blogging by Andrew Wickliffe

Takin’ Over the Asylum (1994) s01e05 – Rainy Night in Georgia

I guess it’s Katy Murphy’s spotlight episode now? The question mark because Murphy’s entirely in support of Ken Stott throughout the episode, so even though she’s in it more and we finally find out her backstory, she’s just the love interest. Especially when Stott’s drinking problems come up—he makes a full disclosure about it to her; to be fair, the drinking at work seemed so casually accepted I thought it was just Scotland in 1994.

But, no, it’s actually a big problem. Especially now Stott and David Tennant seem on the verge of getting a gig at Radio Scotland. It’s really interesting to see how “Asylum” presents Stott’s anxiety over meeting with producer Arabella Weir, as he’s ostensibly the only well-adjusted lead character. Lots of good acting from Stott. Lots. Even if it comes at the expense of other actors, like Tennant and Murphy. Murphy so, so much.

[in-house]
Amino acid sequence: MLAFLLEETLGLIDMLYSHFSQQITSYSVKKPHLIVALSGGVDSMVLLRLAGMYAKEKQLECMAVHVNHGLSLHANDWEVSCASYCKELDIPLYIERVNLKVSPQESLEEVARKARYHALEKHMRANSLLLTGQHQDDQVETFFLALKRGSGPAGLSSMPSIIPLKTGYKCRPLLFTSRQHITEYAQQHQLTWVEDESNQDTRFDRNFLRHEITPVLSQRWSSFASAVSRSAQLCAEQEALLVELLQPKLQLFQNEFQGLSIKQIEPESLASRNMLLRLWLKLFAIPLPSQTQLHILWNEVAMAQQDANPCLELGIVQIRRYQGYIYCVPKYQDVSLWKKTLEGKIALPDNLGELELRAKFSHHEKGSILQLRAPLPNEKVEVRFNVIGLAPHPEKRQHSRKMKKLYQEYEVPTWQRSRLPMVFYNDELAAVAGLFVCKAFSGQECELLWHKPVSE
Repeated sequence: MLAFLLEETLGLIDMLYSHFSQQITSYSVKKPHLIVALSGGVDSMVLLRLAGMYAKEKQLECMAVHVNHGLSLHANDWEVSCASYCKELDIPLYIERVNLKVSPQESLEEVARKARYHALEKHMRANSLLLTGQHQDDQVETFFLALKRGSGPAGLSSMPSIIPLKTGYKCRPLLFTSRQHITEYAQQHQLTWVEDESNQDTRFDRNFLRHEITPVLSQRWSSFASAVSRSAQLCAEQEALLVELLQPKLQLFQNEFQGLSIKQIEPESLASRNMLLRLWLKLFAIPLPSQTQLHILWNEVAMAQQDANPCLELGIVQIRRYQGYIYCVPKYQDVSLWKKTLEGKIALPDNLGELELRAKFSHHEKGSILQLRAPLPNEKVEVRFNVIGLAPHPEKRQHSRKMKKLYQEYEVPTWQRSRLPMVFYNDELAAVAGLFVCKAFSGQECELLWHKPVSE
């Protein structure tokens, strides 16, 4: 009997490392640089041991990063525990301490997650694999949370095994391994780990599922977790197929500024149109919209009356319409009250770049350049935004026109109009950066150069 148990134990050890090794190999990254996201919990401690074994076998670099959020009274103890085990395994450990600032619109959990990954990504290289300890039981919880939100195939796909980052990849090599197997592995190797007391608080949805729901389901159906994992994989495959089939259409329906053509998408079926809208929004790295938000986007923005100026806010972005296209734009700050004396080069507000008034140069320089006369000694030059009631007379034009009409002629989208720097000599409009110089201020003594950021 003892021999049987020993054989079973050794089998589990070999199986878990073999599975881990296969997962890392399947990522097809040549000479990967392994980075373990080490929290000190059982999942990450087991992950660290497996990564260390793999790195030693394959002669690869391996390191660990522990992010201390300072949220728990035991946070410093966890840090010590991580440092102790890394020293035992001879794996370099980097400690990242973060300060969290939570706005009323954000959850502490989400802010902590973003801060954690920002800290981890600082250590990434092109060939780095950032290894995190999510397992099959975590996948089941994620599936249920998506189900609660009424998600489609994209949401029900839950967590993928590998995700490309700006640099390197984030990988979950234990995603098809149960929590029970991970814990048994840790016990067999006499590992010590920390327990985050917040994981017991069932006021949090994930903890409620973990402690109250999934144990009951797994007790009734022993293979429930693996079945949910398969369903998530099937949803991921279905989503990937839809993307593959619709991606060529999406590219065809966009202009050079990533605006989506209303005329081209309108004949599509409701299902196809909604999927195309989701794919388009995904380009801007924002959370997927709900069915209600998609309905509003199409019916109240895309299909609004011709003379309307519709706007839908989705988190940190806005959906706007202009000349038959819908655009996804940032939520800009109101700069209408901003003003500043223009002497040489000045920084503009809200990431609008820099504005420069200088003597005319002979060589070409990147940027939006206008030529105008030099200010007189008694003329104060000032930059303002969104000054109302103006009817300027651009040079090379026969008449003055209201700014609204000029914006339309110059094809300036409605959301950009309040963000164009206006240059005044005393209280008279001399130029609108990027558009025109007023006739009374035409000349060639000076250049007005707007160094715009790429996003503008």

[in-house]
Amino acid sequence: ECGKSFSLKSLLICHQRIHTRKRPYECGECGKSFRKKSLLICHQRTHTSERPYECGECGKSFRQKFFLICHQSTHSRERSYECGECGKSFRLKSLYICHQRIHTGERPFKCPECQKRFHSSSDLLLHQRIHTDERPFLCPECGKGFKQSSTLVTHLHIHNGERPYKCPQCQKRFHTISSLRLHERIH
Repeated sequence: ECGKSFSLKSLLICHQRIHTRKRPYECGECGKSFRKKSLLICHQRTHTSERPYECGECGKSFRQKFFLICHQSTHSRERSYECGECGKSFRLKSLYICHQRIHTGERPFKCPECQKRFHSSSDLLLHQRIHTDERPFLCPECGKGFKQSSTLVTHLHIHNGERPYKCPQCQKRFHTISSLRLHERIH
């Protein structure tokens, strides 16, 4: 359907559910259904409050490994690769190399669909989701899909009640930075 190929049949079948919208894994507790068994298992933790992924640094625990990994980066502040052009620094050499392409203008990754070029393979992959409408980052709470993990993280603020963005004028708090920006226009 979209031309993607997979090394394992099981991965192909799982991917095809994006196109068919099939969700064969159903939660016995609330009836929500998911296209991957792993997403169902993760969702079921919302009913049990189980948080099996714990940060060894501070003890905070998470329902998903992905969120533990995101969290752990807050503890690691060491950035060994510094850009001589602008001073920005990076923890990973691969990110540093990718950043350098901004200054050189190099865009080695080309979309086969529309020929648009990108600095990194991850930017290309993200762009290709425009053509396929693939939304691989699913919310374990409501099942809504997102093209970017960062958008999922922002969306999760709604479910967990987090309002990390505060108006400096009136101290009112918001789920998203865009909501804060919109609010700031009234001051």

There’s a whole kittens in the wild needing protection and tween boys starting fires subplot, which has tragic consequences but also very human ones, leaving Stott—not Murphy—to realize more about the reality of the hospital and how it actually functions.

Stott’s also got home and work issues—grandmother Elizabeth Spriggs is serious about moving to Lithuania and she really wants Stott to pay for it, which leads to more of an emphasis on work—including getting in a feud with alpha salesman Neil McKinven. As usual, Roy Hanlon’s amazing as Stott’s boss. There’s a whole shenanigan sequence with McKiven, Stott, and Hanlon, which seems like screwball—with director David Blair keeping it from going too far—but only Hanlon is at home in the mixed genres. He’s so good.

But it’s not entirely Stott-centered (with Murphy and Tennant his sidekicks), there’s also the ongoing tragedy of Ruth McCabe’s living situation. She’s still literally hiding from the social worker so she doesn’t get dumped at a gross halfway house. While definitely effective, the humor isn’t quite gallows enough. Writer Donna Franceschild never quite figures it out, even when the arc seemingly resolves here.

As usual, it’s an excellent hour of television. The way Murphy’s still a mystery for Stott to unravel versus the guest lead is unfortunate, albeit narratively driven.

The cliffhanger’s probably the show’s bleakest to date, which is saying something.

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